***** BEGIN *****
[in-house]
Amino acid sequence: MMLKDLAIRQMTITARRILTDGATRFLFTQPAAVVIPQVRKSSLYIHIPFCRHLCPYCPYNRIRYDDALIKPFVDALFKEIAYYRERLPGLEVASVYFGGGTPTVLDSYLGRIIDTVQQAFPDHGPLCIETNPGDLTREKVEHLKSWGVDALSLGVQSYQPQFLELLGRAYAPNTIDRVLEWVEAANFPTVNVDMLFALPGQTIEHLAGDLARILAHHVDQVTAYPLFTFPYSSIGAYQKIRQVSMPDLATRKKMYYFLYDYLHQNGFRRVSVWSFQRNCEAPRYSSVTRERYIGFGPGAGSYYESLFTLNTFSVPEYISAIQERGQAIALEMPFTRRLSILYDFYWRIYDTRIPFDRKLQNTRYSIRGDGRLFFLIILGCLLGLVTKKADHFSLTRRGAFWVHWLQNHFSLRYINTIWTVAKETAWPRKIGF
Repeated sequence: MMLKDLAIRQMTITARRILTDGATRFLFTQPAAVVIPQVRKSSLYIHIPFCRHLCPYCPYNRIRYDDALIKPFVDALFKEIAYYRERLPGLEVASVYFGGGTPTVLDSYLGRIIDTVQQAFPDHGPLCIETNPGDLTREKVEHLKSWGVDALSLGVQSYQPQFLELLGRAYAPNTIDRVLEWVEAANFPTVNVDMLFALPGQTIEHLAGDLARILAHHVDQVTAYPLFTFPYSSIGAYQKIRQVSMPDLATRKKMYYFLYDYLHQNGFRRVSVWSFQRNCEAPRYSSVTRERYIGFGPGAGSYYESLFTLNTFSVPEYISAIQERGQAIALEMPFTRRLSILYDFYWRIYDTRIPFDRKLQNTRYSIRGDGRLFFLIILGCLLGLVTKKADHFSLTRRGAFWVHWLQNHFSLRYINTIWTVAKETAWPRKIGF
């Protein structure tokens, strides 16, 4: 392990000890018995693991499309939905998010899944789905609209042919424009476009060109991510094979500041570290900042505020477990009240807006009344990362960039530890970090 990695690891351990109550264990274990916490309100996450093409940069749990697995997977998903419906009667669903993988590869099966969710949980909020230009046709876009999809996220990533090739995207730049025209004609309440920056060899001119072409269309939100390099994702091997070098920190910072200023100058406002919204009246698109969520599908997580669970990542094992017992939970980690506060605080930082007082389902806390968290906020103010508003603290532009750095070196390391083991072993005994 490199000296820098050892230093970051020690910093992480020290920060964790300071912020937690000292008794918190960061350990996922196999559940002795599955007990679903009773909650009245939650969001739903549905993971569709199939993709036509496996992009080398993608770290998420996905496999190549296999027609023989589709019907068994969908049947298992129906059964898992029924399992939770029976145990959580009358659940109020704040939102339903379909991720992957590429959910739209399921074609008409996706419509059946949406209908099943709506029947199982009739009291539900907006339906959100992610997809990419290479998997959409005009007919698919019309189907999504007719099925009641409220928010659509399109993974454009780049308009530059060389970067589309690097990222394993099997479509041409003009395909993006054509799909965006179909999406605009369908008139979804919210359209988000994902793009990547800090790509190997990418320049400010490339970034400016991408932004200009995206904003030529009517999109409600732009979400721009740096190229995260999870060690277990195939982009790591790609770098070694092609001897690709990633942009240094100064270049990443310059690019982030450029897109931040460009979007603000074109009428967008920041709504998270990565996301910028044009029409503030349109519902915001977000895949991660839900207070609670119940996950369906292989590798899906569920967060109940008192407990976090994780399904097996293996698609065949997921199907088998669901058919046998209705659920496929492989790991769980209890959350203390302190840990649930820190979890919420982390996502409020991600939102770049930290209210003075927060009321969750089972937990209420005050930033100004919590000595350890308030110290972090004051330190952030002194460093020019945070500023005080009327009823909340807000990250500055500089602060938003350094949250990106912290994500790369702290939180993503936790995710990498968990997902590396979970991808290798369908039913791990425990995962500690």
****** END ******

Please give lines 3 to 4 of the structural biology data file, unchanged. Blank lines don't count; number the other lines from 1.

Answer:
Repeated sequence: MMLKDLAIRQMTITARRILTDGATRFLFTQPAAVVIPQVRKSSLYIHIPFCRHLCPYCPYNRIRYDDALIKPFVDALFKEIAYYRERLPGLEVASVYFGGGTPTVLDSYLGRIIDTVQQAFPDHGPLCIETNPGDLTREKVEHLKSWGVDALSLGVQSYQPQFLELLGRAYAPNTIDRVLEWVEAANFPTVNVDMLFALPGQTIEHLAGDLARILAHHVDQVTAYPLFTFPYSSIGAYQKIRQVSMPDLATRKKMYYFLYDYLHQNGFRRVSVWSFQRNCEAPRYSSVTRERYIGFGPGAGSYYESLFTLNTFSVPEYISAIQERGQAIALEMPFTRRLSILYDFYWRIYDTRIPFDRKLQNTRYSIRGDGRLFFLIILGCLLGLVTKKADHFSLTRRGAFWVHWLQNHFSLRYINTIWTVAKETAWPRKIGF
């Protein structure tokens, strides 16, 4: 392990000890018995693991499309939905998010899944789905609209042919424009476009060109991510094979500041570290900042505020477990009240807006009344990362960039530890970090 990695690891351990109550264990274990916490309100996450093409940069749990697995997977998903419906009667669903993988590869099966969710949980909020230009046709876009999809996220990533090739995207730049025209004609309440920056060899001119072409269309939100390099994702091997070098920190910072200023100058406002919204009246698109969520599908997580669970990542094992017992939970980690506060605080930082007082389902806390968290906020103010508003603290532009750095070196390391083991072993005994 490199000296820098050892230093970051020690910093992480020290920060964790300071912020937690000292008794918190960061350990996922196999559940002795599955007990679903009773909650009245939650969001739903549905993971569709199939993709036509496996992009080398993608770290998420996905496999190549296999027609023989589709019907068994969908049947298992129906059964898992029924399992939770029976145990959580009358659940109020704040939102339903379909991720992957590429959910739209399921074609008409996706419509059946949406209908099943709506029947199982009739009291539900907006339906959100992610997809990419290479998997959409005009007919698919019309189907999504007719099925009641409220928010659509399109993974454009780049308009530059060389970067589309690097990222394993099997479509041409003009395909993006054509799909965006179909999406605009369908008139979804919210359209988000994902793009990547800090790509190997990418320049400010490339970034400016991408932004200009995206904003030529009517999109409600732009979400721009740096190229995260999870060690277990195939982009790591790609770098070694092609001897690709990633942009240094100064270049990443310059690019982030450029897109931040460009979007603000074109009428967008920041709504998270990565996301910028044009029409503030349109519902915001977000895949991660839900207070609670119940996950369906292989590798899906569920967060109940008192407990976090994780399904097996293996698609065949997921199907088998669901058919046998209705659920496929492989790991769980209890959350203390302190840990649930820190979890919420982390996502409020991600939102770049930290209210003075927060009321969750089972937990209420005050930033100004919590000595350890308030110290972090004051330190952030002194460093020019945070500023005080009327009823909340807000990250500055500089602060938003350094949250990106912290994500790369702290939180993503936790995710990498968990997902590396979970991808290798369908039913791990425990995962500690």